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Research: Early Head Start improves outcomes for children and families
Research on Early Head Start has provided rich insight into the importance of comprehensive early childhood programs with support beginning prenatally.
Early Head Start was the subject of a Congressionally mandated, randomized control trial study shortly after the program’s inception, with follow-up studies after the intervention ended. The basic findings showed that participation had positive impacts on developmental outcomes for children and their parents’ ability to support that development. The evaluation data has yielded an extensive literature of additional analysis. It is now possible to identify key overarching messages about Early Head Start’s benefits. In particular, the research findings reaffirmed the value of Early Head Start’s key focus on the parent-child relationship. Other important take-aways include:
Enrolling early is best, for both pregnant mothers and their children. Early Head Start mothers who enrolled during pregnancy made more gains in emotionally supporting their children, and their children demonstrated stronger impacts on their social-emotional and cognitive development at age three. Children in Early Head Start are not only more likely to be immunized, but their parents offer more stimulating home environments, read more with their children, use less physical punishment, and have higher levels of self-sufficiency. Further, Early Head Start reduced aggressive behavior at age three, which helped produce fewer social behavioral problems at age five.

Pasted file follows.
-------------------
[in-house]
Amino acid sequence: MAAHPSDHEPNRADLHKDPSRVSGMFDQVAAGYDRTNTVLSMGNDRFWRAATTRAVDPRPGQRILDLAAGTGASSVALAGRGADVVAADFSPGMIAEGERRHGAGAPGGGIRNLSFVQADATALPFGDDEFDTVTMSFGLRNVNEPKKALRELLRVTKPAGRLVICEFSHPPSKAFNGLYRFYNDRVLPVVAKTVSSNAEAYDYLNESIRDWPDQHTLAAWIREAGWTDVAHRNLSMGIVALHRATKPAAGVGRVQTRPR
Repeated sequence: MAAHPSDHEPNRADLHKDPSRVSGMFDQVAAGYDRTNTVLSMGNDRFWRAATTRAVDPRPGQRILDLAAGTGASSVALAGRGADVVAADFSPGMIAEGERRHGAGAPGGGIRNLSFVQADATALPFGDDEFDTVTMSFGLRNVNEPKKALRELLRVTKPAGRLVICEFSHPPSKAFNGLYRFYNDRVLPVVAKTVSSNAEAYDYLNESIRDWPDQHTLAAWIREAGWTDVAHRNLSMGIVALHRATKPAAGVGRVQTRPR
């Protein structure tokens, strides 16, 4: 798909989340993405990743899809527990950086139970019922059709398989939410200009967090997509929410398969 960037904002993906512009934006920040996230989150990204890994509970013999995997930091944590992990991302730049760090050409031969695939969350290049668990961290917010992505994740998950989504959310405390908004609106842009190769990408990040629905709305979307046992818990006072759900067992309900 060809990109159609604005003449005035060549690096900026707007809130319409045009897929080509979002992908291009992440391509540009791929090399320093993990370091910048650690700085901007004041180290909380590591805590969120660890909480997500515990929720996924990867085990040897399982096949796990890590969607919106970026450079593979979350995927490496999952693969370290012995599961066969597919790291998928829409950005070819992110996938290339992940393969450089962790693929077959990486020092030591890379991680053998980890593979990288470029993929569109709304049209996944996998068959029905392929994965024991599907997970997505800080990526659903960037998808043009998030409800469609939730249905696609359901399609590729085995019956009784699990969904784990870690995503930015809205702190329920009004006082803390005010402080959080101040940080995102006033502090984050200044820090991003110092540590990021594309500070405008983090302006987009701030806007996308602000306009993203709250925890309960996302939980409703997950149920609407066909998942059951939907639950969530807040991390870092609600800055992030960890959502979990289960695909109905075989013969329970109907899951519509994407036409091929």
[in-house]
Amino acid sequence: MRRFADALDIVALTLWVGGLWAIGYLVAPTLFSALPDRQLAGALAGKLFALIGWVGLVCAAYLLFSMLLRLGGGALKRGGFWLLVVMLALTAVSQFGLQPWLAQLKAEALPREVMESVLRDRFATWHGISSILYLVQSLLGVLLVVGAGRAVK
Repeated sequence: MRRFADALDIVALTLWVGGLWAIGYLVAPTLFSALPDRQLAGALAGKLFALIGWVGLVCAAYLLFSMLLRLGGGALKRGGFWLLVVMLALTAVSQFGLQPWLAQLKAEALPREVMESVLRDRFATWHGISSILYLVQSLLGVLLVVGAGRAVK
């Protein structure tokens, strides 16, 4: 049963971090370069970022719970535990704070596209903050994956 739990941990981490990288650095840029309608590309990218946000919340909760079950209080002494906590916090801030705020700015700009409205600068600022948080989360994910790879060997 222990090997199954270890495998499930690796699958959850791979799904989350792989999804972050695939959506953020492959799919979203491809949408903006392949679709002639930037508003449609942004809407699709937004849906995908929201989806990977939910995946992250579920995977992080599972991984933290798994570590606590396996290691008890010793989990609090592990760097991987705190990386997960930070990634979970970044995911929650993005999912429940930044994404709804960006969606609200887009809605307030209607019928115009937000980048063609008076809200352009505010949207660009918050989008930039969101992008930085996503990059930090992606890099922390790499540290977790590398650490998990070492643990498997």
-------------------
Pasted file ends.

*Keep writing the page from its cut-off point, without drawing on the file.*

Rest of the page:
Continuous services yield the best results. At age five, children who had Early Head Start followed by a formal preschool program at age four to five, such as Head Start, had the best outcomes. Families with multiple risk factors appear to particularly benefit from five continuous years of comprehensive services: when Head Start (but not other types of preschool programs) followed Early Head Start, it conferred strong additional benefits for these children’s achievement outcomes and family well-being when the children were in preschool.
Examining subgroup findings is key to more precisely targeting and improving services for children and families. Particularly strong and lasting impacts were found for African American children, including through fifth grade. Further, for children who had attended center-based Early Head Start programs, at fifth grade, grade retention was cut by more than half compared with the control group. In the landmark Perry Preschool study, reducing grade retention was one of the key economic benefits.
Investing in Early Head Start has unexpected child welfare benefits. Participation in Early Head Start led to a long-term reduction in children’s involvement with the child welfare system, and this was likely due to the impacts the program had on parenting and child development when children were two and three years of age. These findings underscore the potential for programs serving infants and toddlers to improve critical long-term outcomes for children by connecting with and supporting parents and families—even if preventing child maltreatment is not an explicit goal.